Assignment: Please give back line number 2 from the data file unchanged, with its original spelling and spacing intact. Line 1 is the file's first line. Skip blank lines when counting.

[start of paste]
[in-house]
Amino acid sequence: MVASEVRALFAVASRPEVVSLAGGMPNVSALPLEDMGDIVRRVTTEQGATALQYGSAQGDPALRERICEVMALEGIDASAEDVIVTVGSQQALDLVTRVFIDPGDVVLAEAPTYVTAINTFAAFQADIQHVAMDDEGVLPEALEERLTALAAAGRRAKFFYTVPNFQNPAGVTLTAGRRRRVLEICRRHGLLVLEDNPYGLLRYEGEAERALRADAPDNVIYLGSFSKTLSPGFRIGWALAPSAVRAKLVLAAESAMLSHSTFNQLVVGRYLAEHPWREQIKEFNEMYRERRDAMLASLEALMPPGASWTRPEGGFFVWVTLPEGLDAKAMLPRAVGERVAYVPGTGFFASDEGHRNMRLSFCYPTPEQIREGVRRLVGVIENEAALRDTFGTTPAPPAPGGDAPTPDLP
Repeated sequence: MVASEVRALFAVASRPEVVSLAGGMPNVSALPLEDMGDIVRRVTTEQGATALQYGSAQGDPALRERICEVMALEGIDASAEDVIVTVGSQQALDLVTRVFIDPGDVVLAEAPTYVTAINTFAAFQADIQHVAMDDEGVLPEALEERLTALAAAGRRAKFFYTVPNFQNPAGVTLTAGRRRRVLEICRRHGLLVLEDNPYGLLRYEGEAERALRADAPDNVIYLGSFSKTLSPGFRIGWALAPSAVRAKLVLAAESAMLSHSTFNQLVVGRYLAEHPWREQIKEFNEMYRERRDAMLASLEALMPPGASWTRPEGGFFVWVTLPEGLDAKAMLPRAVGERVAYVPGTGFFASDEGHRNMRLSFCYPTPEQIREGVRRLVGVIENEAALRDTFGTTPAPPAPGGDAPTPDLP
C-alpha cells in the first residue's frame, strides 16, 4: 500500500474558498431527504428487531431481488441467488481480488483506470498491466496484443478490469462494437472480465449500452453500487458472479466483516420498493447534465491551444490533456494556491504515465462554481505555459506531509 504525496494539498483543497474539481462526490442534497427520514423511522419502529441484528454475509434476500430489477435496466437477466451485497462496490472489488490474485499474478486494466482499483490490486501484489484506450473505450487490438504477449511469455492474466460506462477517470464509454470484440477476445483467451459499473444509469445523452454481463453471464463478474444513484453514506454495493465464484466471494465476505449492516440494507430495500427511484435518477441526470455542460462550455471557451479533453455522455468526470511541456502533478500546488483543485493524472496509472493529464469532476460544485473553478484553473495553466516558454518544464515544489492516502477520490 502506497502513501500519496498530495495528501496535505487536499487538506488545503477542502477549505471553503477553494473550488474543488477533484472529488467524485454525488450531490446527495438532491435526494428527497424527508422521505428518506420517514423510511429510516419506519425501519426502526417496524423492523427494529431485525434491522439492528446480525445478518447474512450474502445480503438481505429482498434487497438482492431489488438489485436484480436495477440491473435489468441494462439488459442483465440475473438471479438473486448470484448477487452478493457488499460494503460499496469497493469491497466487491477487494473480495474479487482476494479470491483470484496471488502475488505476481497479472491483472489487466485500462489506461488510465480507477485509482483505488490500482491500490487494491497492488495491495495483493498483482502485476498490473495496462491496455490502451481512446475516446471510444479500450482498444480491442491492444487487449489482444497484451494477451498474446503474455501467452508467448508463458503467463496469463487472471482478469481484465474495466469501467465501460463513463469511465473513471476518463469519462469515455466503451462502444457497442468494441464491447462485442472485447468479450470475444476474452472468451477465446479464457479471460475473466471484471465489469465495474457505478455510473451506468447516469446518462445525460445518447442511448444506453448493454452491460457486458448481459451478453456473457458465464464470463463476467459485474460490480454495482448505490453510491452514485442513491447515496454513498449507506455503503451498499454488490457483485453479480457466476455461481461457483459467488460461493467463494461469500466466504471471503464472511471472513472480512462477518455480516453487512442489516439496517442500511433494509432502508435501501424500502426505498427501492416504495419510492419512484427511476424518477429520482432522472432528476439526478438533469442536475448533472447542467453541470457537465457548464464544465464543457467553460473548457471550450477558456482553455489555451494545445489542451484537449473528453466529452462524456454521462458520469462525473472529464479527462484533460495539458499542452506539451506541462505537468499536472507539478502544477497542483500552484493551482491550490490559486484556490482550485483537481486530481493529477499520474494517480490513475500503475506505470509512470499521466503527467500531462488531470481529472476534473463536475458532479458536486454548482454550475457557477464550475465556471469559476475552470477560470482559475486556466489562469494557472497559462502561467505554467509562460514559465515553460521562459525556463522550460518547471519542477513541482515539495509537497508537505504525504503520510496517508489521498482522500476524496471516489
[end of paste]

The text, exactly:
Amino acid sequence: MVASEVRALFAVASRPEVVSLAGGMPNVSALPLEDMGDIVRRVTTEQGATALQYGSAQGDPALRERICEVMALEGIDASAEDVIVTVGSQQALDLVTRVFIDPGDVVLAEAPTYVTAINTFAAFQADIQHVAMDDEGVLPEALEERLTALAAAGRRAKFFYTVPNFQNPAGVTLTAGRRRRVLEICRRHGLLVLEDNPYGLLRYEGEAERALRADAPDNVIYLGSFSKTLSPGFRIGWALAPSAVRAKLVLAAESAMLSHSTFNQLVVGRYLAEHPWREQIKEFNEMYRERRDAMLASLEALMPPGASWTRPEGGFFVWVTLPEGLDAKAMLPRAVGERVAYVPGTGFFASDEGHRNMRLSFCYPTPEQIREGVRRLVGVIENEAALRDTFGTTPAPPAPGGDAPTPDLP